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Animal Behavi25 - shape of the pigment molecules This...

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Animal Behavior: Instinct Thermoreception Thermoreception, the detection of temperature changes, is present in most animals, but has been little studied. Many insects have temperature-sensitive nerve endings, either on their legs to detect ground temperature, or on their antennae to detect air temperature. Fish have thermoreceptors on the skin, lateral line (which also detects electrical signals and vibrations), and in the brain. Birds are not known to have many thermoreceptors in the skin, but have them on the tongue and bill in some species. Mammals have distinct heat and cold receptors distributed throughout the skin. There are also thermoreceptors deep within the body that can cause shivering even when skin and brain receptors are detecting a constant temperature. Thermoreceptors in the spinal cord can influence shivering, panting, and changes in blood flow. Photoreceptors and Vision Photoreceptors cells contain a pigment that is sensitive to light. Light reversibly changes the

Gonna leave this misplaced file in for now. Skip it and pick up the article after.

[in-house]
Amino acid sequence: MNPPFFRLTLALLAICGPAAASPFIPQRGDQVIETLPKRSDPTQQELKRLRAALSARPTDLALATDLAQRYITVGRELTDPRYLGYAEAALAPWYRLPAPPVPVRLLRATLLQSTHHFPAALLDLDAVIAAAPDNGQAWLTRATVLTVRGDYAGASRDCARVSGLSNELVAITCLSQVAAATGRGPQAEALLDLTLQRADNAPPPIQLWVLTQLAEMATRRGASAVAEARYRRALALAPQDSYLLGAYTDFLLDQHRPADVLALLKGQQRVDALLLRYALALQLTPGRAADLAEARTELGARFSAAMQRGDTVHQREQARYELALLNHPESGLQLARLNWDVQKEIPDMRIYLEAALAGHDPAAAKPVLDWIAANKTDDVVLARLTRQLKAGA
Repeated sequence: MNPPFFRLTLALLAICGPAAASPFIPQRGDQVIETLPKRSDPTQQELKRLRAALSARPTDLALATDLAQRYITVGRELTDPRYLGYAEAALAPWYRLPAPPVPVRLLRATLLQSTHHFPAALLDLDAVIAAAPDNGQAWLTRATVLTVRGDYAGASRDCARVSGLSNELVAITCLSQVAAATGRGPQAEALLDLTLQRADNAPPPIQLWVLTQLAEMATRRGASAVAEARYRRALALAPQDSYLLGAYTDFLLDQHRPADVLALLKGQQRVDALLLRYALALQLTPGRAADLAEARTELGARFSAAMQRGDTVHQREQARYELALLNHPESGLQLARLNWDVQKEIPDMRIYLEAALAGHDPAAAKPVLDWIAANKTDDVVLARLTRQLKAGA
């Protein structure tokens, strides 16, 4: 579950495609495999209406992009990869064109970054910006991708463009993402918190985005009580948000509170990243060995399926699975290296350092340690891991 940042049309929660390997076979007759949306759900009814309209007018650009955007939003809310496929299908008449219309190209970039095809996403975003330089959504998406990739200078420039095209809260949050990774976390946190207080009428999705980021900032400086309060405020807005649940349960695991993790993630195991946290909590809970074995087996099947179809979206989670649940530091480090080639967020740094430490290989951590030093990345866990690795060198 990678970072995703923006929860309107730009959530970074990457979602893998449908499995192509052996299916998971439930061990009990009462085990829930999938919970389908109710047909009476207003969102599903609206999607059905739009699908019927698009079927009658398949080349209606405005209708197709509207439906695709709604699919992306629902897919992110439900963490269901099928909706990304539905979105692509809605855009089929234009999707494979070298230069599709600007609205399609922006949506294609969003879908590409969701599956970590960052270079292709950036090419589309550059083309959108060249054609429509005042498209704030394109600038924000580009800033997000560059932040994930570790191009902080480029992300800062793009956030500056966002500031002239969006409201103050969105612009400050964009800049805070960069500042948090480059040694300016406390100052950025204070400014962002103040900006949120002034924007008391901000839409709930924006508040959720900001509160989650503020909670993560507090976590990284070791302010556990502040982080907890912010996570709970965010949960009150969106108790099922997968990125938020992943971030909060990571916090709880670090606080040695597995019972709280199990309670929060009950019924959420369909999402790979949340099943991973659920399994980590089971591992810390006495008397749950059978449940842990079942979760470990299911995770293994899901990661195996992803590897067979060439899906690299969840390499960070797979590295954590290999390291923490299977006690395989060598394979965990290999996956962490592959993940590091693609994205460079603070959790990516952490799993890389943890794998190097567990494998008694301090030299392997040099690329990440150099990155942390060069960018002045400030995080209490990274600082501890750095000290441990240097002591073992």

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Unformatted text preview: shape of the pigment molecules. This process leads to electrical changes in the receptor membrane that in turn lead to the propagation of a nerve signal. In some animals, such as the earthworm, photoreceptors are scattered over the skin. Usually, however, photoreceptors are clustered together to form an eye. Primitive eyes detect only the presence or absence of light. In the more advanced vertebrate eye, there are two types of receptors: rods and cones. Rods are elongated and sensitive to low levels of illumination. This vision is colorless and has poor definition. Rods are predominant in nocturnal animals, for which increased sensitivity is important. Cones are sensitive to high levels of illumination and produce a sharp picture. Unlike rods, cones contain more than one type of photopigment, each sensitive to different wavelengths of light. Cones provide color vision....
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